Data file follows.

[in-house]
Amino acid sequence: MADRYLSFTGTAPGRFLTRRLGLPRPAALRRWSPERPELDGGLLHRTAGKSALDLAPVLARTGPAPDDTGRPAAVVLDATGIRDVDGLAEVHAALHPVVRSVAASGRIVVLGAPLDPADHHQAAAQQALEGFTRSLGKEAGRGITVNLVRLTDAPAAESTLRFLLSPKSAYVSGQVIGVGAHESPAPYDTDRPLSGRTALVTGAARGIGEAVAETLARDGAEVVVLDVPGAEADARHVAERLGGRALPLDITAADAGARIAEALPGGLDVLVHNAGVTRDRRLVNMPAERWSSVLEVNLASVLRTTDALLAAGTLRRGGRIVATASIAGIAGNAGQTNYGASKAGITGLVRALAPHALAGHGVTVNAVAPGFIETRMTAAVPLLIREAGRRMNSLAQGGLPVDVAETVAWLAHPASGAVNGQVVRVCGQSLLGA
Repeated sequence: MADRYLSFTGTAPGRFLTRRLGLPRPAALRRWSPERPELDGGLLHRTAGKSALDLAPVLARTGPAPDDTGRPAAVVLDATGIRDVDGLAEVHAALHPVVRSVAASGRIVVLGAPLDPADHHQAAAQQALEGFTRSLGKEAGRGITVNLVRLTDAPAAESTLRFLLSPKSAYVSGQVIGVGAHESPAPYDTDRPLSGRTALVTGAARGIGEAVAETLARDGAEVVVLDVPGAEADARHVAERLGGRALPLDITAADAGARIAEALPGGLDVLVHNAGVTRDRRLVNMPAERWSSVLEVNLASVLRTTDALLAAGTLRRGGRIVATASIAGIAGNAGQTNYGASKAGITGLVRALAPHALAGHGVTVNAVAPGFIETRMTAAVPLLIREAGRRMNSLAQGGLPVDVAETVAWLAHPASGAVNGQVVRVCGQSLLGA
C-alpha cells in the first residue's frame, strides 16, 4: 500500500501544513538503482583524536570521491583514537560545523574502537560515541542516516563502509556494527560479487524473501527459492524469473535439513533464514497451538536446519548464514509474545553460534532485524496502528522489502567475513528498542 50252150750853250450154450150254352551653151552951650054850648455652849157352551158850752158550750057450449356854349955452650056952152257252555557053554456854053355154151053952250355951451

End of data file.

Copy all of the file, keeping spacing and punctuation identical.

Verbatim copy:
[in-house]
Amino acid sequence: MADRYLSFTGTAPGRFLTRRLGLPRPAALRRWSPERPELDGGLLHRTAGKSALDLAPVLARTGPAPDDTGRPAAVVLDATGIRDVDGLAEVHAALHPVVRSVAASGRIVVLGAPLDPADHHQAAAQQALEGFTRSLGKEAGRGITVNLVRLTDAPAAESTLRFLLSPKSAYVSGQVIGVGAHESPAPYDTDRPLSGRTALVTGAARGIGEAVAETLARDGAEVVVLDVPGAEADARHVAERLGGRALPLDITAADAGARIAEALPGGLDVLVHNAGVTRDRRLVNMPAERWSSVLEVNLASVLRTTDALLAAGTLRRGGRIVATASIAGIAGNAGQTNYGASKAGITGLVRALAPHALAGHGVTVNAVAPGFIETRMTAAVPLLIREAGRRMNSLAQGGLPVDVAETVAWLAHPASGAVNGQVVRVCGQSLLGA
Repeated sequence: MADRYLSFTGTAPGRFLTRRLGLPRPAALRRWSPERPELDGGLLHRTAGKSALDLAPVLARTGPAPDDTGRPAAVVLDATGIRDVDGLAEVHAALHPVVRSVAASGRIVVLGAPLDPADHHQAAAQQALEGFTRSLGKEAGRGITVNLVRLTDAPAAESTLRFLLSPKSAYVSGQVIGVGAHESPAPYDTDRPLSGRTALVTGAARGIGEAVAETLARDGAEVVVLDVPGAEADARHVAERLGGRALPLDITAADAGARIAEALPGGLDVLVHNAGVTRDRRLVNMPAERWSSVLEVNLASVLRTTDALLAAGTLRRGGRIVATASIAGIAGNAGQTNYGASKAGITGLVRALAPHALAGHGVTVNAVAPGFIETRMTAAVPLLIREAGRRMNSLAQGGLPVDVAETVAWLAHPASGAVNGQVVRVCGQSLLGA
C-alpha cells in the first residue's frame, strides 16, 4: 500500500501544513538503482583524536570521491583514537560545523574502537560515541542516516563502509556494527560479487524473501527459492524469473535439513533464514497451538536446519548464514509474545553460534532485524496502528522489502567475513528498542 50252150750853250450154450150254352551653151552951650054850648455652849157352551158850752158550750057450449356854349955452650056952152257252555557053554456854053355154151053952250355951451